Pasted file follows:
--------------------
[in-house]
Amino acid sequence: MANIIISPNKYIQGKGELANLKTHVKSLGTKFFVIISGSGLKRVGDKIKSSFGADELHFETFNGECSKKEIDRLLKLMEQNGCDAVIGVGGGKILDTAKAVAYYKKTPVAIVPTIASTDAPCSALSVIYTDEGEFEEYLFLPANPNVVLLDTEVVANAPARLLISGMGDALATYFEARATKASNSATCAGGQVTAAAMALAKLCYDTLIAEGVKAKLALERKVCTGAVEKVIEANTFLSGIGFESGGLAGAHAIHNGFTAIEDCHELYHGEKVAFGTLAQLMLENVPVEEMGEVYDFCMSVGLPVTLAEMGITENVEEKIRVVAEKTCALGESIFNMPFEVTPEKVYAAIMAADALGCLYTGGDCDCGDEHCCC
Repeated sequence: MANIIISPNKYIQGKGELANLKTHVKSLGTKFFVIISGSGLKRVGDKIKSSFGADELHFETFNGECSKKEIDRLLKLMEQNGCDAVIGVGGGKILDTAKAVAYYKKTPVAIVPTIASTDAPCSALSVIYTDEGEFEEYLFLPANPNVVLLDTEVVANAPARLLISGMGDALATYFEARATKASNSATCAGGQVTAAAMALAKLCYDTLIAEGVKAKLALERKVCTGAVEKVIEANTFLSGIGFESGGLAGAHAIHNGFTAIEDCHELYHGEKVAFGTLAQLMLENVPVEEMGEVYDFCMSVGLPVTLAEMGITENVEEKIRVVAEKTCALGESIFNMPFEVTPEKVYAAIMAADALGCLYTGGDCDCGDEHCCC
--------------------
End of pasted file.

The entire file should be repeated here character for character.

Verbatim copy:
[in-house]
Amino acid sequence: MANIIISPNKYIQGKGELANLKTHVKSLGTKFFVIISGSGLKRVGDKIKSSFGADELHFETFNGECSKKEIDRLLKLMEQNGCDAVIGVGGGKILDTAKAVAYYKKTPVAIVPTIASTDAPCSALSVIYTDEGEFEEYLFLPANPNVVLLDTEVVANAPARLLISGMGDALATYFEARATKASNSATCAGGQVTAAAMALAKLCYDTLIAEGVKAKLALERKVCTGAVEKVIEANTFLSGIGFESGGLAGAHAIHNGFTAIEDCHELYHGEKVAFGTLAQLMLENVPVEEMGEVYDFCMSVGLPVTLAEMGITENVEEKIRVVAEKTCALGESIFNMPFEVTPEKVYAAIMAADALGCLYTGGDCDCGDEHCCC
Repeated sequence: MANIIISPNKYIQGKGELANLKTHVKSLGTKFFVIISGSGLKRVGDKIKSSFGADELHFETFNGECSKKEIDRLLKLMEQNGCDAVIGVGGGKILDTAKAVAYYKKTPVAIVPTIASTDAPCSALSVIYTDEGEFEEYLFLPANPNVVLLDTEVVANAPARLLISGMGDALATYFEARATKASNSATCAGGQVTAAAMALAKLCYDTLIAEGVKAKLALERKVCTGAVEKVIEANTFLSGIGFESGGLAGAHAIHNGFTAIEDCHELYHGEKVAFGTLAQLMLENVPVEEMGEVYDFCMSVGLPVTLAEMGITENVEEKIRVVAEKTCALGESIFNMPFEVTPEKVYAAIMAADALGCLYTGGDCDCGDEHCCC